Over the span of his 71 years, Will McLean endeavored to make people see his native state in an honest, emotional light. Through songs, stories and poems, he compelled listeners to consider the irrepressible beauty that lured the earliest settlers to Florida.
He also tried to warn them of a dire fate that awaited should modern-day residents fail to protect the state's precious natural treasures.
McLean's music dealt not only with Florida's rich history, but also with the people who lived it and the creatures that inhabited it.
Songs such as the plaintive ballad Hold Back the Waters recalled the devastating blow a 1928 hurricane dealt to the Everglades region. The rich, earthy Wild Hog served as a reminder of how dangerous and unpredictable pioneer life could be. And Osceola's Last Words offered a poignant look at the great Seminole chief whom few had ever considered.
Twenty-two years after his death, McLean's voluminous work lives on in the hearts of those who respect and want to become more intimate with the Sunshine State. Evidence of his legacy can be found each year at the music festival that bears his name, where protegees and peers gather to sing his songs and to pass around some of their own.
Dale Crider, a Gainesville singer-songwriter who performed often with McLean, and who is part of the musical lineup at this weekend's Will McLean Music Festival at the Sertoma Youth Ranch, said the Chipley-born singer embodied what he and many others consider essential to being a good songsmith: the ability to convey a story in a simple, straightforward manner.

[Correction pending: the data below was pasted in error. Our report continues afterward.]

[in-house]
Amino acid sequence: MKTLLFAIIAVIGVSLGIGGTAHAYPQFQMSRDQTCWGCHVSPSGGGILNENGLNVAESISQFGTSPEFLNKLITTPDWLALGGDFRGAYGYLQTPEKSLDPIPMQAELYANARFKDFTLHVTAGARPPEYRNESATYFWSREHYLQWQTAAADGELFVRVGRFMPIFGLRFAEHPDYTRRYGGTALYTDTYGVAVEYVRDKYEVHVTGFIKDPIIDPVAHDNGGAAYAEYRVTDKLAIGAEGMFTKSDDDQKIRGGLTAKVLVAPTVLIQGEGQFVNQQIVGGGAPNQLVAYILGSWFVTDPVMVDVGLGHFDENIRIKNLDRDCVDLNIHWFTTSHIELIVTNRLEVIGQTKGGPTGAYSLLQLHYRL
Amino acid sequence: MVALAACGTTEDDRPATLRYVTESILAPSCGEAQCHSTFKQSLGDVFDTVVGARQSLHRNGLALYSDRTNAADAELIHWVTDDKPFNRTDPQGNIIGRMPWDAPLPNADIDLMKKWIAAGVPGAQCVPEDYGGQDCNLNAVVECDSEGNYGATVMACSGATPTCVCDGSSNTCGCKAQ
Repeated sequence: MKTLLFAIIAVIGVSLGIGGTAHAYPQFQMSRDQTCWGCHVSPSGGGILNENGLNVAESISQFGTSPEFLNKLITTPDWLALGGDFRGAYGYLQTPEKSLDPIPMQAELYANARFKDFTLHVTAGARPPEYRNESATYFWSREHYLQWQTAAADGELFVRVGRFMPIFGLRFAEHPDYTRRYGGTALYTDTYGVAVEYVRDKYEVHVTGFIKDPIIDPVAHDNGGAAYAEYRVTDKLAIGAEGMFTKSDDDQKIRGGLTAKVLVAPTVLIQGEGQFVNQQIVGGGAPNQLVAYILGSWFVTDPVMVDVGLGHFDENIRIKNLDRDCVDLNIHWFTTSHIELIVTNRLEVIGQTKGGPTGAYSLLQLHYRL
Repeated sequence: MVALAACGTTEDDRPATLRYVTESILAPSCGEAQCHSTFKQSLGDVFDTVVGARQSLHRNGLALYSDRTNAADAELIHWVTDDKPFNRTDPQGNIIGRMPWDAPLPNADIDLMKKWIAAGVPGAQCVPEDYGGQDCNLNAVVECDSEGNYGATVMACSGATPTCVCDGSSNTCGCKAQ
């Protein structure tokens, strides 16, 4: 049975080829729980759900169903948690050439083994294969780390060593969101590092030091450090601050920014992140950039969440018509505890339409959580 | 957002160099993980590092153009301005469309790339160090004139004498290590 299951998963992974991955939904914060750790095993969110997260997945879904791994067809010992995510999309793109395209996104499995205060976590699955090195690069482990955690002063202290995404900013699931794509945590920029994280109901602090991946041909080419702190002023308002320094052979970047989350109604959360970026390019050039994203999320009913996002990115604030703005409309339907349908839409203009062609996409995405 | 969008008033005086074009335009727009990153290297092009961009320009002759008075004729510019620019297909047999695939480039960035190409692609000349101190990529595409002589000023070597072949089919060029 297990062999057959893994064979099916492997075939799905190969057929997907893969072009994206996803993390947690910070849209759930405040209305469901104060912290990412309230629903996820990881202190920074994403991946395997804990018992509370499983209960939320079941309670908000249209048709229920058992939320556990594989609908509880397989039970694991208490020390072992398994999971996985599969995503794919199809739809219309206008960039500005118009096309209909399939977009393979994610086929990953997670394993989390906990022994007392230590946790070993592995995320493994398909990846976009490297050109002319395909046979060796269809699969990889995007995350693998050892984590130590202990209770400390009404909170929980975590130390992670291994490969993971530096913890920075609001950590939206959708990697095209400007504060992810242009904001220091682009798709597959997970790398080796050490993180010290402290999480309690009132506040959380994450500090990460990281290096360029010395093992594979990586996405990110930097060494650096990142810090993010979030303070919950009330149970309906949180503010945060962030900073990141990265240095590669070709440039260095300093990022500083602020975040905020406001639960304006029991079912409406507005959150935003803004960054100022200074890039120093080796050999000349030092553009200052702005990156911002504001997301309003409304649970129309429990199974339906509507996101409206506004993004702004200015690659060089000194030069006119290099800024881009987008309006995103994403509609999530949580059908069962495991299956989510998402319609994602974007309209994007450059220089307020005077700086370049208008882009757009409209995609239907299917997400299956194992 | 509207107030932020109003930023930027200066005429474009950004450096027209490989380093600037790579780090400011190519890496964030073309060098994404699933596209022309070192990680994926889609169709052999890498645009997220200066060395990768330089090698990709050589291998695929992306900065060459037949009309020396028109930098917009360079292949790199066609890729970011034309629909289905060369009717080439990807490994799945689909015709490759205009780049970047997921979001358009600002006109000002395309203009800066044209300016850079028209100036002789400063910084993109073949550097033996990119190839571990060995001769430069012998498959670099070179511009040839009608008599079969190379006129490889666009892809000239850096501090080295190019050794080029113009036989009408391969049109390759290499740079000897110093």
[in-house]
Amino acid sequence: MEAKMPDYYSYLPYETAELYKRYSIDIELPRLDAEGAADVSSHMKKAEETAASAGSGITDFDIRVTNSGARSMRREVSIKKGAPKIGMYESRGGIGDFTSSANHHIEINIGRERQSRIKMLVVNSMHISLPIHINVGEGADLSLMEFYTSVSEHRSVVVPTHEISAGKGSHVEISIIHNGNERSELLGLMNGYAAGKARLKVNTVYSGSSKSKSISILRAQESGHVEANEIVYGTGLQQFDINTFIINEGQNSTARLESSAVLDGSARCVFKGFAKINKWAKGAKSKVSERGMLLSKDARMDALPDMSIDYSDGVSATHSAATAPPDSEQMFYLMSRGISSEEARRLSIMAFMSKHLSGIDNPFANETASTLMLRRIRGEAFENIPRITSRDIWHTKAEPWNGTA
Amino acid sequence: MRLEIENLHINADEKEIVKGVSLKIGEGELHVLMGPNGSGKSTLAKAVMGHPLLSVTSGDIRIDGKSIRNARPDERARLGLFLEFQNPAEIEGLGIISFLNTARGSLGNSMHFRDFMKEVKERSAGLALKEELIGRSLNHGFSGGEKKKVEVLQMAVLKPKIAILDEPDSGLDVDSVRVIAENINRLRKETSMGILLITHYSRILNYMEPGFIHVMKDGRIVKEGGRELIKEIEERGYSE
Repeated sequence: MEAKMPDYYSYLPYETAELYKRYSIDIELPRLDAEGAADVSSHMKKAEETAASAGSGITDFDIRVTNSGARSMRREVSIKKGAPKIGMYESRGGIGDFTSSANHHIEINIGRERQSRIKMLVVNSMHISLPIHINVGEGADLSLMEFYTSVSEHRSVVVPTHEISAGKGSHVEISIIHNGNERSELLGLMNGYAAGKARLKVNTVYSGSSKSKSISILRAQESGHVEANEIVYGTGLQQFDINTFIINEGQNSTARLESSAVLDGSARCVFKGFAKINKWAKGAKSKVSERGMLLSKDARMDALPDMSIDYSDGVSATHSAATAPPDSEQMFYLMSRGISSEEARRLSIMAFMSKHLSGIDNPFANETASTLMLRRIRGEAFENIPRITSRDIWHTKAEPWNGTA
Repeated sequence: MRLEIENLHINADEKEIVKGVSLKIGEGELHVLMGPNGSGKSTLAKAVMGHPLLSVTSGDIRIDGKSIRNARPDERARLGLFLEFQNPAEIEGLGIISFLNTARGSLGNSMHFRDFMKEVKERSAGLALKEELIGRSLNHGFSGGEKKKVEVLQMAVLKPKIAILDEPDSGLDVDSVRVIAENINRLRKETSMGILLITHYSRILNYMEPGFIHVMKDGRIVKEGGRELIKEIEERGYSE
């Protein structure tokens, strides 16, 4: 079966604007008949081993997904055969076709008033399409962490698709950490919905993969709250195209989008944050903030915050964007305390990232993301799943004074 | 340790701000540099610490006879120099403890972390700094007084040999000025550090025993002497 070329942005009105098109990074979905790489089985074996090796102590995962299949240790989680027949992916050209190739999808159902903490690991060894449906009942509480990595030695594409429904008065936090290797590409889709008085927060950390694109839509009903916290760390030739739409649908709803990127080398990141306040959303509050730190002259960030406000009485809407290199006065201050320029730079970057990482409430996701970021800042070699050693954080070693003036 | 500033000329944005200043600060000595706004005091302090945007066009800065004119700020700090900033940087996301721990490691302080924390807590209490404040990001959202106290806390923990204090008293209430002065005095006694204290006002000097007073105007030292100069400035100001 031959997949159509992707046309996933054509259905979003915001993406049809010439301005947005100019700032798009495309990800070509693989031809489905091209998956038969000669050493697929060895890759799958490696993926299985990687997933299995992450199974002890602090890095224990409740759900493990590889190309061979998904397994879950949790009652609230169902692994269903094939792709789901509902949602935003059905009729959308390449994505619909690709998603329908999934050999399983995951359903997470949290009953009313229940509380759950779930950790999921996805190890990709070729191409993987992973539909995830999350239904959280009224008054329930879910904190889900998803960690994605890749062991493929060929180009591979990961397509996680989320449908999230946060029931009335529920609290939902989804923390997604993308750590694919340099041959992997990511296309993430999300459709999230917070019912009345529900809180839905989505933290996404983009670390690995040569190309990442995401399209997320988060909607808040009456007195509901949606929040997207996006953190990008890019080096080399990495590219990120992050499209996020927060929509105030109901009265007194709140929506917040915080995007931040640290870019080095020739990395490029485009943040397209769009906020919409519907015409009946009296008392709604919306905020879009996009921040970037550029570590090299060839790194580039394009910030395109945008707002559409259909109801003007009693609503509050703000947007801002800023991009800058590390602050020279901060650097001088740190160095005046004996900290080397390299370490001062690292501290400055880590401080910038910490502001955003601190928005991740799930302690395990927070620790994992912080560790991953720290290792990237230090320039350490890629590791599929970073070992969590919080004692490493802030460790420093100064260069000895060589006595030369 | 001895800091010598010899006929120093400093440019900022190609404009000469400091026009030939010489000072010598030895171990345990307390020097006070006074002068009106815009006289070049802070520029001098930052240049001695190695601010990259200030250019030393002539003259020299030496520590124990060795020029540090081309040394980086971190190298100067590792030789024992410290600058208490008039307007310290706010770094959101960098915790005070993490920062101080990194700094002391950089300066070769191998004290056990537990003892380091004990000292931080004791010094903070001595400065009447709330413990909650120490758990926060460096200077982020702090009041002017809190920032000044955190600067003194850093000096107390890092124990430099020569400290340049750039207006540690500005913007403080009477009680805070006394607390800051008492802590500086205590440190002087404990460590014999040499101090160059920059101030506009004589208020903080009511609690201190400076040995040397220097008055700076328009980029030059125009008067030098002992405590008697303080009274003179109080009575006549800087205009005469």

"There is a real honesty to his music that draws the listener in," Crider said. "Every word he wrote sounded as if he had lived it himself."
Although revered by folk musicians and fans worldwide, McLean never achieved great fame or fortune during his lifetime. Shy and reserved, he rarely performed outside the state, preferring to remain in musical proximity with those closest to him.
However, that didn't stop McLean's songs from finding their way into the repertoires of numerous bluegrass, country and folk groups throughout the nation.
"Will's songs are pretty versatile, musically," said bluegrass mandolinist Red Henry. "I've heard Hold Back the Waters played a hundred different ways by a hundred different musicians."
A year after his death in 1990, McLean was awarded the prestigious Florida Heritage Award. He was posthumously inducted into the Florida Artists Hall of Fame in 1996.
Will McLean Foundation president Margaret Longhill said that although he probably would have been embarrassed to have a festival named in his honor, McLean would have loved the concept of the gathering, which includes two performance stages, plus numerous workshops for artists and songwriters.
Each year, festival organizers stage a contest for Best New Florida Song. The winners are presented during the Saturday program.
"I think that it shows how strong Will's musical legacy remains in our state," Longhill said. "There are so many young musicians who share his vision of Florida. I think he would have been proud of that."
Logan Neill can be reached at (352) 848-1435 or email@example.com.